Roads Not Taken

by William R. Keylor
The Lost Peace: Leadership in a Time of Horror and Hope, 1945-1953
By Robert Dallek
HarperCollins, 432 Pages, $28.99
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Joseph Stalin, Harry Truman, and Winston Churchill in Potsdam, July 1945, before the start of the Big Three conference. / Photo: © Bettman / CorbisIn the course of the past four decades, Robert Dallek ’64GSAS has produced a succession of pathbreaking historical studies of the foreign policies of American presidents, from Franklin D. Roose­velt to Richard Nixon. His earlier works were based on extensive research in the primary-source collections of presidential libraries and government archives. They unearthed striking new information of great interest to professional historians and the general public. In An Unfinished Life, his biography of John F. Kennedy, for example, he presents a wealth of new information about ­Kennedy’s severe health problems gleaned from the previously unavailable medical files kept by JFK’s personal physician.

His latest book, The Lost Peace: Leadership in a Time of Horror and Hope, 1945–1953, does not pretend to reveal long-hidden secrets of statecraft. It is based exclusively on secondary sources and is dominated by a single interpretive theme that is foreshadowed in the book’s title. In investigating the foreign policies of the major powers in the world during what might be called the Truman-Stalin era, he poses a simple question: “Why can’t a world with so many intelligent and thoughtful people do better?” Dallek laments the irrational, unrealistic actions of world leaders that were fueled both by highly distorted interpretations of historical precedents and by an egregious misreading of contemporary developments in the years after World War II. In highlighting several instances of such flawed leadership, he wistfully asserts that a heavy dose of rational, realistic analysis in the early stages of the Cold War would have resulted in a much more stable and peaceful international order than the one produced by statesmen (and they were all men) at critical turning points in world history after the breakup of the Grand Alliance in 1945.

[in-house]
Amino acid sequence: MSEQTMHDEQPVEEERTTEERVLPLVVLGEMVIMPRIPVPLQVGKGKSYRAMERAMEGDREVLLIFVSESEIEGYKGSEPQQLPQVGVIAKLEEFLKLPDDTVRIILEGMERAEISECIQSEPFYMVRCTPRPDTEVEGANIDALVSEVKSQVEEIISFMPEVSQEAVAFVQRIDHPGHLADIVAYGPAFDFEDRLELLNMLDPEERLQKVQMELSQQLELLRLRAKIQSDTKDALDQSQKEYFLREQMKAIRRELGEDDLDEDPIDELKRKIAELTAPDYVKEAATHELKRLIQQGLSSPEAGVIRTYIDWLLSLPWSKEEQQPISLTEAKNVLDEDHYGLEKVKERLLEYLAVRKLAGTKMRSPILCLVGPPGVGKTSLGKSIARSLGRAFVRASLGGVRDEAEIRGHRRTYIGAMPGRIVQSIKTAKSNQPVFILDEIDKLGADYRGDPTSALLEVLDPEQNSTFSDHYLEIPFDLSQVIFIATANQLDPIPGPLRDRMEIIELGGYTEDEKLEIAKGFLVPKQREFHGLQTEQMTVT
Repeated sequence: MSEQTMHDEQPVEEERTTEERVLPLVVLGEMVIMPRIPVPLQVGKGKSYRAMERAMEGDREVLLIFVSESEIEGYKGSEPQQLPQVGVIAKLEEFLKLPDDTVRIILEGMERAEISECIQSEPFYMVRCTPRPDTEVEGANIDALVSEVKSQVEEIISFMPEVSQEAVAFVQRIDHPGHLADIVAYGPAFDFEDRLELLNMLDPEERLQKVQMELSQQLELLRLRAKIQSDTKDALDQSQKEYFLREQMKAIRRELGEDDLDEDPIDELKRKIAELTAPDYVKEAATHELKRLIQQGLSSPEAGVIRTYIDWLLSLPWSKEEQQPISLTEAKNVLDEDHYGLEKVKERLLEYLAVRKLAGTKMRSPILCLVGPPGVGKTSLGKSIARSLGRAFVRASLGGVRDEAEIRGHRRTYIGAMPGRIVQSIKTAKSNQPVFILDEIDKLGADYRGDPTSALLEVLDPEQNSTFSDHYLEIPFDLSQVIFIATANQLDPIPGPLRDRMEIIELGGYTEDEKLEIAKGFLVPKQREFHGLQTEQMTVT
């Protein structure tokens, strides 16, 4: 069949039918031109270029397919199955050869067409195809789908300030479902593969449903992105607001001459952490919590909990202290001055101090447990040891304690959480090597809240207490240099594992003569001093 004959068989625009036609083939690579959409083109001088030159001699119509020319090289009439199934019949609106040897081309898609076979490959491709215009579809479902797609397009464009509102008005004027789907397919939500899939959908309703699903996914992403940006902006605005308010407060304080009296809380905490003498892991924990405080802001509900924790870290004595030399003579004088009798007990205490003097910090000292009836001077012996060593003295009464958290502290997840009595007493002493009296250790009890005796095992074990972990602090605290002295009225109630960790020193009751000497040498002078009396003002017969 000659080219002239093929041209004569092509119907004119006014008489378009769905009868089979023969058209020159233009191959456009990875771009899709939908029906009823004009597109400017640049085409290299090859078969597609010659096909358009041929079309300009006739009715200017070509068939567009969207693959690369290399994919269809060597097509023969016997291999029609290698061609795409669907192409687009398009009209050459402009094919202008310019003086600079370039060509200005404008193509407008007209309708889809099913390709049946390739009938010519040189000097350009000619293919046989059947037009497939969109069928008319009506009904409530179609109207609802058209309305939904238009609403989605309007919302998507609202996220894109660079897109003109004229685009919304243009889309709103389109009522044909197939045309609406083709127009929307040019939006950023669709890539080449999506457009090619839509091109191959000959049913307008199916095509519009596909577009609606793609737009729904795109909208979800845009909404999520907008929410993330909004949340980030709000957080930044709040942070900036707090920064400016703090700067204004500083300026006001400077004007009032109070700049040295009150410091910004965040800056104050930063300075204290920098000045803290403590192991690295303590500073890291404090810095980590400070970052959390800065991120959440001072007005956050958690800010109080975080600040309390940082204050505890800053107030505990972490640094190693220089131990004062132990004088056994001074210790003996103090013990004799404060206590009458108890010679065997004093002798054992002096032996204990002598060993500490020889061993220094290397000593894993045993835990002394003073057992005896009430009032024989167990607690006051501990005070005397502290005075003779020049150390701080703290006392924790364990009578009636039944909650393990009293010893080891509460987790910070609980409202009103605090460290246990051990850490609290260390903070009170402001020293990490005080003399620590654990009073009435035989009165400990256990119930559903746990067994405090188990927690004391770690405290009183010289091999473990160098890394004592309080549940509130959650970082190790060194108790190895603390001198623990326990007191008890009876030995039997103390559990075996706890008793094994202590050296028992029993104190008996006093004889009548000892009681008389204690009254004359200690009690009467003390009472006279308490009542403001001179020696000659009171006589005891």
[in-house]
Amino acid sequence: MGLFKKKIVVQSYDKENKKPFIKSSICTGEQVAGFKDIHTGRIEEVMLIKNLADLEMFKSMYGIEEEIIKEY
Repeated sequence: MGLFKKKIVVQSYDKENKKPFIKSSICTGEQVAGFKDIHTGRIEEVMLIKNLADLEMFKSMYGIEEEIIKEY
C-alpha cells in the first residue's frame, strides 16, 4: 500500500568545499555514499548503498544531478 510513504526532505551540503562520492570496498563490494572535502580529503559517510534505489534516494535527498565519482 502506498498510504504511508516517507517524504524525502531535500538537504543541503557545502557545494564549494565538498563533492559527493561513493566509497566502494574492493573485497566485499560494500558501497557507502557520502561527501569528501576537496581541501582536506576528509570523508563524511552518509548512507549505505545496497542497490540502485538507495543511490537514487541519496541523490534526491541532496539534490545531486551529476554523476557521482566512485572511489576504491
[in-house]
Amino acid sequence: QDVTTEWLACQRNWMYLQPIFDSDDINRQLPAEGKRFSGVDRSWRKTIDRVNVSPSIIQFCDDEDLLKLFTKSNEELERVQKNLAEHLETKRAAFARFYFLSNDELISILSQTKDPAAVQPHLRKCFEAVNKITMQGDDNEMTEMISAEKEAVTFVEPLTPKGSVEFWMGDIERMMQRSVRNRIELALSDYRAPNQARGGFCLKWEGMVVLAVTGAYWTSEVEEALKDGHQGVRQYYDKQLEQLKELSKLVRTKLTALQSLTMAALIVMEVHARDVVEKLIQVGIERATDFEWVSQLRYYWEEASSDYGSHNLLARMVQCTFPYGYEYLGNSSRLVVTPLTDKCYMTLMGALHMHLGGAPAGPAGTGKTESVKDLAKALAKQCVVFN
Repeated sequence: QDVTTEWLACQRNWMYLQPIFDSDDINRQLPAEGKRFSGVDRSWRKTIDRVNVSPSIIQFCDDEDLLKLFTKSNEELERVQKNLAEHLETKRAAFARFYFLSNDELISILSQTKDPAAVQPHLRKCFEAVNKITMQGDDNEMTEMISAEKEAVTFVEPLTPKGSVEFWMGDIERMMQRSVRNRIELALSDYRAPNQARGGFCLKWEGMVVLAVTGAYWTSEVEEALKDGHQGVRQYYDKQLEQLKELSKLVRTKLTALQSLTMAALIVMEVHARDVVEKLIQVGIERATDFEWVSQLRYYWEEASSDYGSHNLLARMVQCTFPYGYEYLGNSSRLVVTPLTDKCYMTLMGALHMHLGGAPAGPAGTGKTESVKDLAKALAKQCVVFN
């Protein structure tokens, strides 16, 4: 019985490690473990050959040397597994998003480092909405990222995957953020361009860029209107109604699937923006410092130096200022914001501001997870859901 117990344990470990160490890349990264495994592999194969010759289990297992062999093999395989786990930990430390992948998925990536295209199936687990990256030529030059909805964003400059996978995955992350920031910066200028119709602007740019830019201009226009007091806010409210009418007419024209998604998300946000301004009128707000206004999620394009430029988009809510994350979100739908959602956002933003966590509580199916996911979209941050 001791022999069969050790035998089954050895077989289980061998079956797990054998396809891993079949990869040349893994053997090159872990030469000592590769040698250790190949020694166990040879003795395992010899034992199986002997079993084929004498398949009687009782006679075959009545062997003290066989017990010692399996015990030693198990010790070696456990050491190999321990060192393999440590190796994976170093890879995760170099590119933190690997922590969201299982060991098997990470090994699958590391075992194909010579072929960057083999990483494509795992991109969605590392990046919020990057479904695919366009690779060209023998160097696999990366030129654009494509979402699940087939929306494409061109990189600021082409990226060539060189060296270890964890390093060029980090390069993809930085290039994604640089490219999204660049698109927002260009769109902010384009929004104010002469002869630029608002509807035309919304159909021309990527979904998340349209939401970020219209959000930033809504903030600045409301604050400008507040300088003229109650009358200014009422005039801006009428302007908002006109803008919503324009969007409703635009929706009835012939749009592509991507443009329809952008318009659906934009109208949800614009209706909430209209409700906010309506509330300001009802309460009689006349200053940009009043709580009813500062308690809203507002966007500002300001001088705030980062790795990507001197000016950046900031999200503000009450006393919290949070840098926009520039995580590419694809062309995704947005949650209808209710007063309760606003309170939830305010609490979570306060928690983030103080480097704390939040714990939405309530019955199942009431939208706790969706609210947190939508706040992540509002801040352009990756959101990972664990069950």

This elegantly written book does not stop at identifying the many instances of what the author regards as woefully mistaken decisions. It takes the next step of proposing alternative policies that might have resulted in a much safer and more secure world than the one bequeathed by the architects of the Cold War. One can assign Dallek’s book to the genre of counterfactual history, which considers the what-ifs of the past. “Ultimately, one of the great tragedies of World War II after the death of so many millions,” he mordantly observes, is that “it became not an object lesson in how devastating modern weaponry had made wars of any kind . . . but the foundation for military buildups by America and Russia, the two greatest victors in the conflict.”

If only Truman had pressed for a new summit meeting with Stalin after the atomic bombardment of Japan to express America’s reluctance to build such destructive weapons in the future and to invite the Soviets “to join him in a shared effort to ban their development and deployment.” If only Stalin had explicitly expressed his genuine fears of a German revival, and had promised self-determination for the countries in Eastern Europe that his armies had liberated in exchange for “a [U.S.] commitment to Germany’s permanent demilitarization, the march toward East-West conflict might have been averted.”

If Truman had recognized “that China’s Communists might be willing to stand apart from Moscow” and were amenable to improving relations with the United States, Washington could have “abandoned Chiang for Mao and his transparently more popular party” during the Chinese Civil War, which reached its turning point in the years after the Second World War. The long period of Sino-American hostility might well have been prevented.

Turning his attention to postwar developments in the Middle East, Dallek wonders why “no one seemed to think of annexing a part of Germany comparable in size to the small area of Palestine to make up the new state of Israel . . . A Jewish state in Europe, where most of the settlers in the new homeland had been born, could have avoided the bloodshed” between Israelis and Arabs in subsequent years caused by the “displacement” of Palestinians. In fact, someone did propose the carving out of a homeland in Germany for the survivors of the Holocaust. King Abdul Aziz Ibn Saud of Saudi Arabia made just such a suggestion to Roosevelt during their secret meeting aboard a U.S. naval vessel in Egyptian waters on February 14, 1945, during FDR’s return trip from the Yalta Conference. It is hard to imagine that such a solution would have been palatable to the destitute Jews crowded into displaced-persons camps in Europe. One presumes that they had no interest in remaining in a country that had maltreated them so horribly during the war, but, rather, longed to reach the state that their coreligionists in Palestine already were preparing to create after the end of the British Mandate.

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